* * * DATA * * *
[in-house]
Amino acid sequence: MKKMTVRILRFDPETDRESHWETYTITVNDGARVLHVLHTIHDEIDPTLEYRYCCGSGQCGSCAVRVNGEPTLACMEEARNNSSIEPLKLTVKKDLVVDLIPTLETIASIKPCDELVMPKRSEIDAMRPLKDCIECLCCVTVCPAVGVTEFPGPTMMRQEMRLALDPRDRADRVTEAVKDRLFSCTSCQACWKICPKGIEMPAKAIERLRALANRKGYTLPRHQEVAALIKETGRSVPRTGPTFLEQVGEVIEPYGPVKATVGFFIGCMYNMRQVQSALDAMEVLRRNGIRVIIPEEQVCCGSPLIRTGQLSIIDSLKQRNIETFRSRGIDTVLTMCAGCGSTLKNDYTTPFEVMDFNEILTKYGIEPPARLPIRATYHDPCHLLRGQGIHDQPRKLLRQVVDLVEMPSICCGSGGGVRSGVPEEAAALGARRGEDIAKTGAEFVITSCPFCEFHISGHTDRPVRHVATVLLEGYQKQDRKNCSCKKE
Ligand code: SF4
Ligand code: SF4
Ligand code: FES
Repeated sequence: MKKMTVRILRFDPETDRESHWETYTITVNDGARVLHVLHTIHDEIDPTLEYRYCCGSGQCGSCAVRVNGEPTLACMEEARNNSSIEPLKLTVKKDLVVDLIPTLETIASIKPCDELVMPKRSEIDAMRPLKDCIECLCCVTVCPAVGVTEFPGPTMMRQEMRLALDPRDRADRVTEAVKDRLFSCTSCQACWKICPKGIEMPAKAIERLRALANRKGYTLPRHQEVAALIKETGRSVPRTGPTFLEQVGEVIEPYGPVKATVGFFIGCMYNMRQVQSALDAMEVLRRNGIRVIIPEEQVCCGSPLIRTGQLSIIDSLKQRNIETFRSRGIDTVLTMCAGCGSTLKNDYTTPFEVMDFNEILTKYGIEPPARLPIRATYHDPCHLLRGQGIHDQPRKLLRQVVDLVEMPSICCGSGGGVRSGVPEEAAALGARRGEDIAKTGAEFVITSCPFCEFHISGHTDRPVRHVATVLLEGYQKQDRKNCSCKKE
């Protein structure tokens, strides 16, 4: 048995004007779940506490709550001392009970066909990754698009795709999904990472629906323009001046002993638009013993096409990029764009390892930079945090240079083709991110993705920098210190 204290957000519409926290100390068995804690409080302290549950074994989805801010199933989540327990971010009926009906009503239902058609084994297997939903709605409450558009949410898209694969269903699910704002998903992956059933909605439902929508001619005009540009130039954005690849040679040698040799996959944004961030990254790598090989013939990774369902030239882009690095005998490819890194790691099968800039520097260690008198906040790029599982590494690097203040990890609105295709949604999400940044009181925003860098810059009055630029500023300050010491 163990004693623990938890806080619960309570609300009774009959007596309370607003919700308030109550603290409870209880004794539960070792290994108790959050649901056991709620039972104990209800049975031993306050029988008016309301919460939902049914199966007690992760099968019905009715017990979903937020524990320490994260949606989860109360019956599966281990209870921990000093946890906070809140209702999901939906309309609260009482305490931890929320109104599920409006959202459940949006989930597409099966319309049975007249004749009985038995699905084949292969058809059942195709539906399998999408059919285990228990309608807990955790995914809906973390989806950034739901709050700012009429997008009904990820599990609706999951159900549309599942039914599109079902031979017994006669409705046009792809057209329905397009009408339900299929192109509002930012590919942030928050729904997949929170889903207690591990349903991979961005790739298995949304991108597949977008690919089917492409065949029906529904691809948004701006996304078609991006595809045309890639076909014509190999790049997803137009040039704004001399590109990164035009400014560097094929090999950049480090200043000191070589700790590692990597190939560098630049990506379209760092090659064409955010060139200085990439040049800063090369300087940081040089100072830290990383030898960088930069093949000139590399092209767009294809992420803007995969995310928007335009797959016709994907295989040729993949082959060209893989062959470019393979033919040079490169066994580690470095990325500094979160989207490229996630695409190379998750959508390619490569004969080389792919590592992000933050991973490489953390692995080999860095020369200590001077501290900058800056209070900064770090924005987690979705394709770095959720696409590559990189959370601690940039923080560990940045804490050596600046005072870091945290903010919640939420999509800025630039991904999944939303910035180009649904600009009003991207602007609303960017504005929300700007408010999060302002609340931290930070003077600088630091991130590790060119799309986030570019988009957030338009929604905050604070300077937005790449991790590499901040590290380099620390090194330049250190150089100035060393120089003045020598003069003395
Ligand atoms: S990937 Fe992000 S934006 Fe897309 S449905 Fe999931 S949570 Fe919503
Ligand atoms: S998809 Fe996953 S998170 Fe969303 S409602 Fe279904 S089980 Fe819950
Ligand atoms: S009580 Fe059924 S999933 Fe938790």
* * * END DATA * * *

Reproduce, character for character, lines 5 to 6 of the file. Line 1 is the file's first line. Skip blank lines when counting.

Ligand code: FES
Repeated sequence: MKKMTVRILRFDPETDRESHWETYTITVNDGARVLHVLHTIHDEIDPTLEYRYCCGSGQCGSCAVRVNGEPTLACMEEARNNSSIEPLKLTVKKDLVVDLIPTLETIASIKPCDELVMPKRSEIDAMRPLKDCIECLCCVTVCPAVGVTEFPGPTMMRQEMRLALDPRDRADRVTEAVKDRLFSCTSCQACWKICPKGIEMPAKAIERLRALANRKGYTLPRHQEVAALIKETGRSVPRTGPTFLEQVGEVIEPYGPVKATVGFFIGCMYNMRQVQSALDAMEVLRRNGIRVIIPEEQVCCGSPLIRTGQLSIIDSLKQRNIETFRSRGIDTVLTMCAGCGSTLKNDYTTPFEVMDFNEILTKYGIEPPARLPIRATYHDPCHLLRGQGIHDQPRKLLRQVVDLVEMPSICCGSGGGVRSGVPEEAAALGARRGEDIAKTGAEFVITSCPFCEFHISGHTDRPVRHVATVLLEGYQKQDRKNCSCKKE